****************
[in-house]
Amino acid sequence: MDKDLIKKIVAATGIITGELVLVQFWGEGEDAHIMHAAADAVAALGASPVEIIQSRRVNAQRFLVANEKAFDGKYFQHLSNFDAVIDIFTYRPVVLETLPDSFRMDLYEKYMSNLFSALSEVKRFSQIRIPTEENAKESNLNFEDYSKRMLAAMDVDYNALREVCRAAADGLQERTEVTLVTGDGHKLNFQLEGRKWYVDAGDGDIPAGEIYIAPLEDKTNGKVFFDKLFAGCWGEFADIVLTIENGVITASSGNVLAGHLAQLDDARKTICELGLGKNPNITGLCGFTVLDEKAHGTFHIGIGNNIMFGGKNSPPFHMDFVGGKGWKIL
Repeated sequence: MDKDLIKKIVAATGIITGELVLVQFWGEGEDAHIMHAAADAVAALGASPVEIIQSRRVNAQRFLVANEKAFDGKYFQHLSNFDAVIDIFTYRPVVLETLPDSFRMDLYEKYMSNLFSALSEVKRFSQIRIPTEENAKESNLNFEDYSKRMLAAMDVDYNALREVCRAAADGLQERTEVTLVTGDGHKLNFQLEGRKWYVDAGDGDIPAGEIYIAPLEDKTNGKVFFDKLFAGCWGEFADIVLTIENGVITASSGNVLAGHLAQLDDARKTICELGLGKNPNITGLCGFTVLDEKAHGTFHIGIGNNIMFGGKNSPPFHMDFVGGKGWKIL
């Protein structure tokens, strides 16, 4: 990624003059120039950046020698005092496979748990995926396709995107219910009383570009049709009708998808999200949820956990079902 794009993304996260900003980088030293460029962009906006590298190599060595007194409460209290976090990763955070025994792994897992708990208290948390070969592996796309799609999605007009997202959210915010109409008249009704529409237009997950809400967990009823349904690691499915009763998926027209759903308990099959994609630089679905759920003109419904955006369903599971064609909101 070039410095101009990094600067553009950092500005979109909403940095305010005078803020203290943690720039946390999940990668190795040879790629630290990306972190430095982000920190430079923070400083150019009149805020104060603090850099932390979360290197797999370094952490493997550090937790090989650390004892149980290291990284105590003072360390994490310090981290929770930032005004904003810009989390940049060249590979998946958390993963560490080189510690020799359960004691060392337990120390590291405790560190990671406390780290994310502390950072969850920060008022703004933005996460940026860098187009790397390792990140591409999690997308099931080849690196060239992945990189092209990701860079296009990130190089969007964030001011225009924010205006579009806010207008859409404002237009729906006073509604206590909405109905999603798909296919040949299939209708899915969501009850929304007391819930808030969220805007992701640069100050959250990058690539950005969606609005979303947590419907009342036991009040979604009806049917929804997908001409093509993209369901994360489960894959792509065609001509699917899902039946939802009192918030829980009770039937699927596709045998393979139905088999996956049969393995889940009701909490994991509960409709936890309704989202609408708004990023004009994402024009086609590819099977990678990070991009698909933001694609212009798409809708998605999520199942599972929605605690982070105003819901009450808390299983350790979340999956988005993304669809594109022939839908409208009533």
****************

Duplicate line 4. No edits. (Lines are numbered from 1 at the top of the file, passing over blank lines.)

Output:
């Protein structure tokens, strides 16, 4: 990624003059120039950046020698005092496979748990995926396709995107219910009383570009049709009708998808999200949820956990079902 794009993304996260900003980088030293460029962009906006590298190599060595007194409460209290976090990763955070025994792994897992708990208290948390070969592996796309799609999605007009997202959210915010109409008249009704529409237009997950809400967990009823349904690691499915009763998926027209759903308990099959994609630089679905759920003109419904955006369903599971064609909101 070039410095101009990094600067553009950092500005979109909403940095305010005078803020203290943690720039946390999940990668190795040879790629630290990306972190430095982000920190430079923070400083150019009149805020104060603090850099932390979360290197797999370094952490493997550090937790090989650390004892149980290291990284105590003072360390994490310090981290929770930032005004904003810009989390940049060249590979998946958390993963560490080189510690020799359960004691060392337990120390590291405790560190990671406390780290994310502390950072969850920060008022703004933005996460940026860098187009790397390792990140591409999690997308099931080849690196060239992945990189092209990701860079296009990130190089969007964030001011225009924010205006579009806010207008859409404002237009729906006073509604206590909405109905999603798909296919040949299939209708899915969501009850929304007391819930808030969220805007992701640069100050959250990058690539950005969606609005979303947590419907009342036991009040979604009806049917929804997908001409093509993209369901994360489960894959792509065609001509699917899902039946939802009192918030829980009770039937699927596709045998393979139905088999996956049969393995889940009701909490994991509960409709936890309704989202609408708004990023004009994402024009086609590819099977990678990070991009698909933001694609212009798409809708998605999520199942599972929605605690982070105003819901009450808390299983350790979340999956988005993304669809594109022939839908409208009533």